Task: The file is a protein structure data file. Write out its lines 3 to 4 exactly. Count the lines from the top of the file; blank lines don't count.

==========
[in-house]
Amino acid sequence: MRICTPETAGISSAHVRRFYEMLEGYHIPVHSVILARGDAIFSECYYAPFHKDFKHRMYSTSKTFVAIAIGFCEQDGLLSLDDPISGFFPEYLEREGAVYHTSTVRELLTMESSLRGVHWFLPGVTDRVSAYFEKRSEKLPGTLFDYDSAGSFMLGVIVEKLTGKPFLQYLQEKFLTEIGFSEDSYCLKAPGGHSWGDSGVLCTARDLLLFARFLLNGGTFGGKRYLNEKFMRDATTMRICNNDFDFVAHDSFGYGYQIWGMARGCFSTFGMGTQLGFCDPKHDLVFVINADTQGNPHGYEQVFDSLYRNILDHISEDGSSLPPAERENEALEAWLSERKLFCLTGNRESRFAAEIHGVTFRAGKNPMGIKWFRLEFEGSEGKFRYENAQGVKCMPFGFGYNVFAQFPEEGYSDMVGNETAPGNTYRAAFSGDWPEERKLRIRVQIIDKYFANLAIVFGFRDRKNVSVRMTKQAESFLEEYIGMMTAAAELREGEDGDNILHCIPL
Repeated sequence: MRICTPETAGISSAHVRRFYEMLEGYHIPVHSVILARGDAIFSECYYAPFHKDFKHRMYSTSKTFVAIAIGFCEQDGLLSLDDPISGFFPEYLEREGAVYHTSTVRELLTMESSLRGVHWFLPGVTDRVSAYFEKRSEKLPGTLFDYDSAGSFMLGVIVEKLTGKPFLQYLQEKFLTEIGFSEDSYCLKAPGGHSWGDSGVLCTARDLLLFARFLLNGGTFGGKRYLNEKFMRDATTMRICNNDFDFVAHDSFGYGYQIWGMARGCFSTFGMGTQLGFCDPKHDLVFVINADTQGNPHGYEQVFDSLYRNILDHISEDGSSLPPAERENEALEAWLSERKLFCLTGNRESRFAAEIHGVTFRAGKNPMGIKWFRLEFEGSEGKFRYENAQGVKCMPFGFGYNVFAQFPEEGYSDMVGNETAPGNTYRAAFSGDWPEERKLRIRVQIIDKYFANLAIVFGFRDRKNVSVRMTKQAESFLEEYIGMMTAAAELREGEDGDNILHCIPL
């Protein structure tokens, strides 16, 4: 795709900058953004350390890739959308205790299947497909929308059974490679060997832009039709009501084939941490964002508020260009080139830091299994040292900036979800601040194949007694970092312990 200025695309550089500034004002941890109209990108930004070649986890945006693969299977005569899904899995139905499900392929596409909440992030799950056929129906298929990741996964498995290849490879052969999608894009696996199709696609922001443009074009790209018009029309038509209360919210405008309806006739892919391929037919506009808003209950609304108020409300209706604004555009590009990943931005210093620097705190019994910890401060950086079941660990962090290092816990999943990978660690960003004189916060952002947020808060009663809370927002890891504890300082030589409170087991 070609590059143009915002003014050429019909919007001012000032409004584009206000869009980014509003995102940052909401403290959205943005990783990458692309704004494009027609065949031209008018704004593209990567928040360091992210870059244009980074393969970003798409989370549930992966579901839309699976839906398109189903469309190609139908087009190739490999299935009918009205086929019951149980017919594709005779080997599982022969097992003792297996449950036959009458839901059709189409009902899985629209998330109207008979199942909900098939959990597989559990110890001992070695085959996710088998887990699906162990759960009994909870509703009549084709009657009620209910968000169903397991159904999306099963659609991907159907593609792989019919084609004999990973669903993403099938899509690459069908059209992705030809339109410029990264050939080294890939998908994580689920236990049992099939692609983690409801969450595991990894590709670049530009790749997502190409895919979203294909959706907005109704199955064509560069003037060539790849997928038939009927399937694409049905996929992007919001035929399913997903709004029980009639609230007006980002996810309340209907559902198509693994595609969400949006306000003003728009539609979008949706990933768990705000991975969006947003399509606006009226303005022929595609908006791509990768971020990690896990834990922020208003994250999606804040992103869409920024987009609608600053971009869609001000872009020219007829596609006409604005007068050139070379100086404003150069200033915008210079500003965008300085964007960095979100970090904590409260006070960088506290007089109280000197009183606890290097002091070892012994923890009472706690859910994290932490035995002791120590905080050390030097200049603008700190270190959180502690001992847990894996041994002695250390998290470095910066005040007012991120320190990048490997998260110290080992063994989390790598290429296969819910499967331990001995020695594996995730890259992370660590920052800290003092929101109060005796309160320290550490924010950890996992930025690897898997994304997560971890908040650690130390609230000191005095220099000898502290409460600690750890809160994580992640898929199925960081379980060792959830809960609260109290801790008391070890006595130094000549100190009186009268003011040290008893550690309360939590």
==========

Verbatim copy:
Repeated sequence: MRICTPETAGISSAHVRRFYEMLEGYHIPVHSVILARGDAIFSECYYAPFHKDFKHRMYSTSKTFVAIAIGFCEQDGLLSLDDPISGFFPEYLEREGAVYHTSTVRELLTMESSLRGVHWFLPGVTDRVSAYFEKRSEKLPGTLFDYDSAGSFMLGVIVEKLTGKPFLQYLQEKFLTEIGFSEDSYCLKAPGGHSWGDSGVLCTARDLLLFARFLLNGGTFGGKRYLNEKFMRDATTMRICNNDFDFVAHDSFGYGYQIWGMARGCFSTFGMGTQLGFCDPKHDLVFVINADTQGNPHGYEQVFDSLYRNILDHISEDGSSLPPAERENEALEAWLSERKLFCLTGNRESRFAAEIHGVTFRAGKNPMGIKWFRLEFEGSEGKFRYENAQGVKCMPFGFGYNVFAQFPEEGYSDMVGNETAPGNTYRAAFSGDWPEERKLRIRVQIIDKYFANLAIVFGFRDRKNVSVRMTKQAESFLEEYIGMMTAAAELREGEDGDNILHCIPL
């Protein structure tokens, strides 16, 4: 795709900058953004350390890739959308205790299947497909929308059974490679060997832009039709009501084939941490964002508020260009080139830091299994040292900036979800601040194949007694970092312990 200025695309550089500034004002941890109209990108930004070649986890945006693969299977005569899904899995139905499900392929596409909440992030799950056929129906298929990741996964498995290849490879052969999608894009696996199709696609922001443009074009790209018009029309038509209360919210405008309806006739892919391929037919506009808003209950609304108020409300209706604004555009590009990943931005210093620097705190019994910890401060950086079941660990962090290092816990999943990978660690960003004189916060952002947020808060009663809370927002890891504890300082030589409170087991 070609590059143009915002003014050429019909919007001012000032409004584009206000869009980014509003995102940052909401403290959205943005990783990458692309704004494009027609065949031209008018704004593209990567928040360091992210870059244009980074393969970003798409989370549930992966579901839309699976839906398109189903469309190609139908087009190739490999299935009918009205086929019951149980017919594709005779080997599982022969097992003792297996449950036959009458839901059709189409009902899985629209998330109207008979199942909900098939959990597989559990110890001992070695085959996710088998887990699906162990759960009994909870509703009549084709009657009620209910968000169903397991159904999306099963659609991907159907593609792989019919084609004999990973669903993403099938899509690459069908059209992705030809339109410029990264050939080294890939998908994580689920236990049992099939692609983690409801969450595991990894590709670049530009790749997502190409895919979203294909959706907005109704199955064509560069003037060539790849997928038939009927399937694409049905996929992007919001035929399913997903709004029980009639609230007006980002996810309340209907559902198509693994595609969400949006306000003003728009539609979008949706990933768990705000991975969006947003399509606006009226303005022929595609908006791509990768971020990690896990834990922020208003994250999606804040992103869409920024987009609608600053971009869609001000872009020219007829596609006409604005007068050139070379100086404003150069200033915008210079500003965008300085964007960095979100970090904590409260006070960088506290007089109280000197009183606890290097002091070892012994923890009472706690859910994290932490035995002791120590905080050390030097200049603008700190270190959180502690001992847990894996041994002695250390998290470095910066005040007012991120320190990048490997998260110290080992063994989390790598290429296969819910499967331990001995020695594996995730890259992370660590920052800290003092929101109060005796309160320290550490924010950890996992930025690897898997994304997560971890908040650690130390609230000191005095220099000898502290409460600690750890809160994580992640898929199925960081379980060792959830809960609260109290801790008391070890006595130094000549100190009186009268003011040290008893550690309360939590």